“Oh please,” I snorted. “It takes ten minutes to get everywhere in this place. It’s one of the benefits of living in a small town.”
I scanned the diner again. Shit, was she not here? She always worked Tuesday during the day.
“Maybe she isn’t working today.” Jonah echoed my thoughts.
“She always works Tuesday,” I said. “Monday to Wednesday, she works the day shift, she’s off Thursday, then Friday and Saturday she works evening shifts and off again on Sunday.”
There was silence and I stopped scanning the diner long enough to glance at Jonah. The look on his face made dull heat burn in my cheeks. “What?”
“You’re sounding a little stalkerish, dude,” Jonah said.
“No, I’m not.” My voice was defensive. “If I was a stalker, I’d know where she lived, how old she was, what her middle name was… shit like that.”
“Whatever helps you sleep at night.” Jonah studied the menu. “Hmm…do I want the greasy burger or the weirdly greasy chicken sandwich. So many decisions.”
“The food is good here,” I said. “Don’t be a dick.”
Jonah grinned at me. “Don’t forget about Claire’s birthday thing on Friday.”
“Shit,” I replied.
“Sorry, man. I told Mia and Elijah I’d hang out with them, but I’ll let them know I forgot about Claire’s birthday and do something with them another night.”
Jonah leaned forward. “Is it seriously not awkward between the three of you?”
“I told you it wasn’t,” I said. “We’re friends.”
“Okay, sure. But, let’s not forget that Mia showed up to your place a few months ago wearing very little clothing in an attempt to seduce you. Then, when you turned her down, she started dating your good friend Elijah. And you’re telling me that the three of you hang out like you’re one big happy family without any weirdness at all.”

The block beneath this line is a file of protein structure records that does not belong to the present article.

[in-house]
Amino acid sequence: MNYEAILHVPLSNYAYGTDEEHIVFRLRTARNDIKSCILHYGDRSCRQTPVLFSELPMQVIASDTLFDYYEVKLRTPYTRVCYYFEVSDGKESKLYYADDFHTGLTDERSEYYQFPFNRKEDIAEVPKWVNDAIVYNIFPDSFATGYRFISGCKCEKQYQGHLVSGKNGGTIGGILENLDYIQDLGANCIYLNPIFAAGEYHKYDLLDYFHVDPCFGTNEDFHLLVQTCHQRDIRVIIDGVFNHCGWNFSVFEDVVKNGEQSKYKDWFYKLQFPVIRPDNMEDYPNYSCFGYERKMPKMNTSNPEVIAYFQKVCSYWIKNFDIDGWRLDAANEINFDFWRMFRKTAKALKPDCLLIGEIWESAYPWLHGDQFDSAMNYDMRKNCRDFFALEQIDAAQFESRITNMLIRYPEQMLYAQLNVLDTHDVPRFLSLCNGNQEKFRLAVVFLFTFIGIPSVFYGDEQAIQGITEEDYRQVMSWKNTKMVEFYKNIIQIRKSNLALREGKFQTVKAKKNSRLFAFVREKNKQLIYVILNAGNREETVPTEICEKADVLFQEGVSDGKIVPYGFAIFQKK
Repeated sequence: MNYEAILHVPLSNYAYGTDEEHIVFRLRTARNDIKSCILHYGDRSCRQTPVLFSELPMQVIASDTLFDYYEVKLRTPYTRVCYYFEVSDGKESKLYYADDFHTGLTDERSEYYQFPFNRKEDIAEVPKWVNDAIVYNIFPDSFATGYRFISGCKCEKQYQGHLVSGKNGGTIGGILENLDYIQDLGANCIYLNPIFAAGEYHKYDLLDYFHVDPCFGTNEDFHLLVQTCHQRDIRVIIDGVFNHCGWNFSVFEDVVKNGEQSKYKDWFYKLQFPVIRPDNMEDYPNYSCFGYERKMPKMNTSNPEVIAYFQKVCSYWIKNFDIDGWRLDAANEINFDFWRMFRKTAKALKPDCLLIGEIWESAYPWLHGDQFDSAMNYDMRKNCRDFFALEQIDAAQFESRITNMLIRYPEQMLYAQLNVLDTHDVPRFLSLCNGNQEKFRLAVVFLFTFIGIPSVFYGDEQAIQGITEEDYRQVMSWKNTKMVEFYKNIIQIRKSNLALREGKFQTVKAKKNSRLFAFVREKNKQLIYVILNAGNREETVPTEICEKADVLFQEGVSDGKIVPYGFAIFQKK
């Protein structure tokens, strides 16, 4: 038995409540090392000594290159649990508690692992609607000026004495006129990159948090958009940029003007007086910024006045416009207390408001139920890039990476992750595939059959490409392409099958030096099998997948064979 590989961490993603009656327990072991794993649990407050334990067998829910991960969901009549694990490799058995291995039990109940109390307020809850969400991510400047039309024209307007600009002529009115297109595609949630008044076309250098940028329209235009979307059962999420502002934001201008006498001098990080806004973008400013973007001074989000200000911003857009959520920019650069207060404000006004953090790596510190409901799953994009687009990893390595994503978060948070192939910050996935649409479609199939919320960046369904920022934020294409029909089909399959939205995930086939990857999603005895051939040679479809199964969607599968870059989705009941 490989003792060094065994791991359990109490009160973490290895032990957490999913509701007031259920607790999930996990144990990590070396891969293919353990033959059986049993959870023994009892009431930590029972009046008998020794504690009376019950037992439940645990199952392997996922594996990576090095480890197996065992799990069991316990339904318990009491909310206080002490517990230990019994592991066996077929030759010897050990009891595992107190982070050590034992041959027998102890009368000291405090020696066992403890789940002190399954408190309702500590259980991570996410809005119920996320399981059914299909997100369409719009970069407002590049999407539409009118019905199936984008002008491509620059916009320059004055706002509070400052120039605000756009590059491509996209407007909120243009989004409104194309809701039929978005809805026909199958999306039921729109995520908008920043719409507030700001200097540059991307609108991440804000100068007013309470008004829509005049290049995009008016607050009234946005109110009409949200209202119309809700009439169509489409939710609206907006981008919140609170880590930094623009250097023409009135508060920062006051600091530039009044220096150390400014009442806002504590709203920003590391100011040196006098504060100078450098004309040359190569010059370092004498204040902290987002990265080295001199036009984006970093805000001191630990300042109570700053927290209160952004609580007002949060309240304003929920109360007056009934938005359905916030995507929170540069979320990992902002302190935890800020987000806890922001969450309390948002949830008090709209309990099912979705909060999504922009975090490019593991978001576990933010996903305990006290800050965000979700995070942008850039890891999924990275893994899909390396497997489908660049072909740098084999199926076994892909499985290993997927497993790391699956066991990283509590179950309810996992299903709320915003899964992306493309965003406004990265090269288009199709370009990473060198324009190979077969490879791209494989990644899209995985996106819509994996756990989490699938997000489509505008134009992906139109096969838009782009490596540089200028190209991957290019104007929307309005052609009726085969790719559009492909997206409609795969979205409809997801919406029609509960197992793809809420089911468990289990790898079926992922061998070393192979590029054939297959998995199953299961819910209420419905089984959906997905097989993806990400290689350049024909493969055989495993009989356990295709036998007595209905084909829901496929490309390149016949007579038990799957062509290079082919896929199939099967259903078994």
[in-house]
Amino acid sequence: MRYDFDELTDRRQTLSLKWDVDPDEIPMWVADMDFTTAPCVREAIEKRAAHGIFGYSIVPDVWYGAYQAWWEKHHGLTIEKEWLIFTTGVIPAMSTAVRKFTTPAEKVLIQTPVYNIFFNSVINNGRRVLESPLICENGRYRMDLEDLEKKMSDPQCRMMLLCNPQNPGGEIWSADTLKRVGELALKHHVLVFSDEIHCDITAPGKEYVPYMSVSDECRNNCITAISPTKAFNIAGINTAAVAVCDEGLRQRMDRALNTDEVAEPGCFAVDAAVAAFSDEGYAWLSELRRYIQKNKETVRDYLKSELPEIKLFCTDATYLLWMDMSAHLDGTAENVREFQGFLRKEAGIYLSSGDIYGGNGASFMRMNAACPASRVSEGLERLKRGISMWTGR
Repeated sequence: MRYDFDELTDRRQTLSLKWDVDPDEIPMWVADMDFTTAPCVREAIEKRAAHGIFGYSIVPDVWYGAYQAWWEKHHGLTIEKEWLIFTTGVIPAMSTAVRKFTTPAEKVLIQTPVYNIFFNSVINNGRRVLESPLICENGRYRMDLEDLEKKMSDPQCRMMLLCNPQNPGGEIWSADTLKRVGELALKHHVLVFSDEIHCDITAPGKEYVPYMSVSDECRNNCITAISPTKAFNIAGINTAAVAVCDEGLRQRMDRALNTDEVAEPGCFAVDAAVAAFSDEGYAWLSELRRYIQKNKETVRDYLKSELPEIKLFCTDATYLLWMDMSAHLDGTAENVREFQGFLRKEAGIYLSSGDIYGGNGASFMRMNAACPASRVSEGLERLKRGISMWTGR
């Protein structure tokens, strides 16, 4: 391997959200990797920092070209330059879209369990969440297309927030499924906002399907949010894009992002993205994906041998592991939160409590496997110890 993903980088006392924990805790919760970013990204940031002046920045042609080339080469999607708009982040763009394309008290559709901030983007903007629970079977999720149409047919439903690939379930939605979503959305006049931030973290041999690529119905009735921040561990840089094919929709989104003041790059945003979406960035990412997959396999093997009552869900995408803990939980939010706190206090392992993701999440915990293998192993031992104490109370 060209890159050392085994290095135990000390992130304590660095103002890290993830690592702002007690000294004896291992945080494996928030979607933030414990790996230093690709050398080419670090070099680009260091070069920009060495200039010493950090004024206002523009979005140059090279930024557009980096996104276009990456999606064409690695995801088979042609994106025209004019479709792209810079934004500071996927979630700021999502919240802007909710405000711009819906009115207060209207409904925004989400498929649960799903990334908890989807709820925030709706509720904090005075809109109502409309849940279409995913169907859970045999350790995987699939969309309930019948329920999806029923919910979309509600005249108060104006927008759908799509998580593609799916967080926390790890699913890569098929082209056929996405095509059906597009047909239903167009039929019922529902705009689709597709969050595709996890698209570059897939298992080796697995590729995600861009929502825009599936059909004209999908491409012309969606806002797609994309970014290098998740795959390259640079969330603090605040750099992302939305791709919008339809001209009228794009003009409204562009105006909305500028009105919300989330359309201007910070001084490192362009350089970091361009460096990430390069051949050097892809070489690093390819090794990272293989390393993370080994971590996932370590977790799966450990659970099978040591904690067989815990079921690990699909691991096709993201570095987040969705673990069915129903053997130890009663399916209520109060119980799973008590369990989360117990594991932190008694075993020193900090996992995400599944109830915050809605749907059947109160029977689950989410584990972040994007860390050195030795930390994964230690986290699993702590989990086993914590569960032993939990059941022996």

I shrugged. “Maybe there was a little at the beginning, but not now. I’m honestly happy for Mia, you know? After you, she’s my best friend. Elijah is a great guy and it’s obvious that they love each other.”
“You don’t think that Elijah was a rebound for her after you told her you would only ever be friends?”
“No,” I said. “I don’t. I’ve worked with Mia for over three years and she might come across as quiet and a little on the shy side, but she knows what she wants. Maybe she thought she was in love with me, but the way she looks at Elijah? Man, she’s never once looked at me like that.”
“All right.” Jonah closed the menu. “So, are you ever gonna ask Natalia out or what?”
“I did,” I reminded him. “She turned me down flat.”
“Yet,” Jonah looked around the diner, “here we are.”
I ignored him, my heart tripling in beat when the door leading into the kitchen swung open and Natalia walked out. Her blonde hair was in a ponytail, she wasn’t wearing make-up, and that salmon-coloured uniform washed out her pale skin to the point that if I were on duty, I’d ask to check her vitals just to make sure she wasn’t gonna pass out on me.
She looked a little tired and out of sorts and despite the sturdy, practical, and not at all sexy running shoes she wore, she limped the slightest bit.
“She looks tired today,” Jonah said.
I glared at him. “Knock it off. She works a lot. It’s hard being a single mother.”
Jonah gave me a thoughtful look. “Jesus, you really do have it bad for her.”